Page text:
Property measures must be targeted at urban areas
Published 16/10/2016 | 02:30
There is a quote: "Good decisions come from experience, and experience comes for bad decisions." In the context of the recent Budget, one would like to believe that decisions regarding budgetary measures are based on what has been learned from past experience and thus should result in sensible policies.
Specifically in regard to the property market, we are all aware of the bad decisions made during the late 1990s and the noughties and the adverse repercussions which followed. The recent Budget had a number of good measures to support the private rental market, which I have written about in today's Property section.
However, the income tax rebate to assist first-time buyers (FTBs) is, in my opinion, a bad decision, which will push up house prices. The measure is reportedly designed to boost the supply of new homes, but it is questionable whether it will have this impact, at least in the short run. Moreover, the provision of the rebate to all FTBs is akin to the 1990s Serviced Land Initiative, which opened up land for residential development all over the country.
The tax rebate is being introduced to assist FTBs of new homes to fund the deposit required under the Central Bank's macro-prudential rules. It will consist of a rebate of income tax paid over the previous four years, up to 5pc of the purchase price of up to €400,000, and will be available for properties priced up to €600,000. The first-time buyer must take out a mortgage of at least 80pc of the purchase price.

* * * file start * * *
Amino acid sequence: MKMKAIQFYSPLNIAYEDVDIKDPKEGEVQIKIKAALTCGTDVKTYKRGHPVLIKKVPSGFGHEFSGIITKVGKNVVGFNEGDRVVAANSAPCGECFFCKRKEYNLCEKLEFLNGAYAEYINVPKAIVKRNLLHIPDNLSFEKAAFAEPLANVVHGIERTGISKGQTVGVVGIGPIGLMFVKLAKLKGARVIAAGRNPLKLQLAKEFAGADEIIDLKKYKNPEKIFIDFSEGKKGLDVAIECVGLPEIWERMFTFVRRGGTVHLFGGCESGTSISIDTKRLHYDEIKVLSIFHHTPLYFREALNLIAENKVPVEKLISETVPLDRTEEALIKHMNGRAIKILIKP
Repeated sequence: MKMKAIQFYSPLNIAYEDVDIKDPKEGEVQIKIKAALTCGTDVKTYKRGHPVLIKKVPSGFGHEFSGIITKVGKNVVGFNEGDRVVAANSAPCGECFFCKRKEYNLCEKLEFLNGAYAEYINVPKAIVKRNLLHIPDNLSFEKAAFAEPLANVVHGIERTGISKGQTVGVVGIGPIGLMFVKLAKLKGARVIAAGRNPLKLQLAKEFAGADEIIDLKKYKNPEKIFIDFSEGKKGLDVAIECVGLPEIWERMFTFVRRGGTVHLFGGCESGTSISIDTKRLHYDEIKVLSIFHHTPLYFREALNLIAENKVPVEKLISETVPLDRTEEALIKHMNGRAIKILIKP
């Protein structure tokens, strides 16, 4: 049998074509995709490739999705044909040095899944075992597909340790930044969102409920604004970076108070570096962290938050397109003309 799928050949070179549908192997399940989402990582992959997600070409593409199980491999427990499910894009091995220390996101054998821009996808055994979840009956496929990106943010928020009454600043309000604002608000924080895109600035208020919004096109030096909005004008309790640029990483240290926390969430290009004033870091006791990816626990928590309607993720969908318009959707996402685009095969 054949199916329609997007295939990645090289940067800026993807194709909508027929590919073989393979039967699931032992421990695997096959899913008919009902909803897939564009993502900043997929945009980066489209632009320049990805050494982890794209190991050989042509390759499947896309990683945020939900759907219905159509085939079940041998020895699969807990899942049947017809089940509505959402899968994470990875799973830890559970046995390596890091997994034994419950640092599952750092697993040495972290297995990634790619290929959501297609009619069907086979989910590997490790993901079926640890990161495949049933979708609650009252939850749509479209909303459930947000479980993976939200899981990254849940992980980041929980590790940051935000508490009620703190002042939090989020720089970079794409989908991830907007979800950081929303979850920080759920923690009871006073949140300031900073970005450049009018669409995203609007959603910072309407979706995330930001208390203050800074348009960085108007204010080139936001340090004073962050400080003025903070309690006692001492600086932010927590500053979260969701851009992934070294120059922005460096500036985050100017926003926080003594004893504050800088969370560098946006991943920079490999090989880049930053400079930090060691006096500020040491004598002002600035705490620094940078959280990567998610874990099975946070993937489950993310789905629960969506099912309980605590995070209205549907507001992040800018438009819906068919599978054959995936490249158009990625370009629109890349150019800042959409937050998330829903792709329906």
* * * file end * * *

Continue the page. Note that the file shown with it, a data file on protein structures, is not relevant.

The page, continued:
The CSO reports that the average FTB house price in July was €257,000, ranging from €60,000 in Cavan to €352,000 in Dublin. There were five counties where prices were below €150,000 and a further six where they were below €200,000. Individual FTB prices were not provided for nine counties, but average prices for all houses in a number of these were below €200,000.
The table alongside examines a number of case studies, using four of the house prices already mentioned plus two other examples of €500,000 and €600,000. The gross incomes required to purchase these properties, which would mostly involve working couples, are derived using the Central Bank's loan-to-income limit of 3.5. This will not change on account of the introduction of the tax rebate.
The tax rebate will mean that potential FTBs will now not need to raise the full deposit previously required. However, those who have already saved their deposit will be able to pay more for a property. Those who have not yet raised their deposit will now be able to enter the market more quickly. And those who are currently renting or living at home may now decide to get onto the property ladder. The level of pent-up demand in the property market is already at exceptional levels, estimated by DKM at around 40,000 nationally. Thus demand will be higher than it would have been before the rebate was introduced, and buyers will be able to pay higher prices. In terms of supply, there will be no increase in the short-run.
A more targeted measure aimed at urban areas where there is a supply problem, such as, for example, a reduction in development contributions, would have been preferable, and would have reduced the cost of the measure to the taxpayer.
More importantly, it would have tended to reduce house prices rather than increase them.
Annette Hughes is a Director of DKM Economic Consultants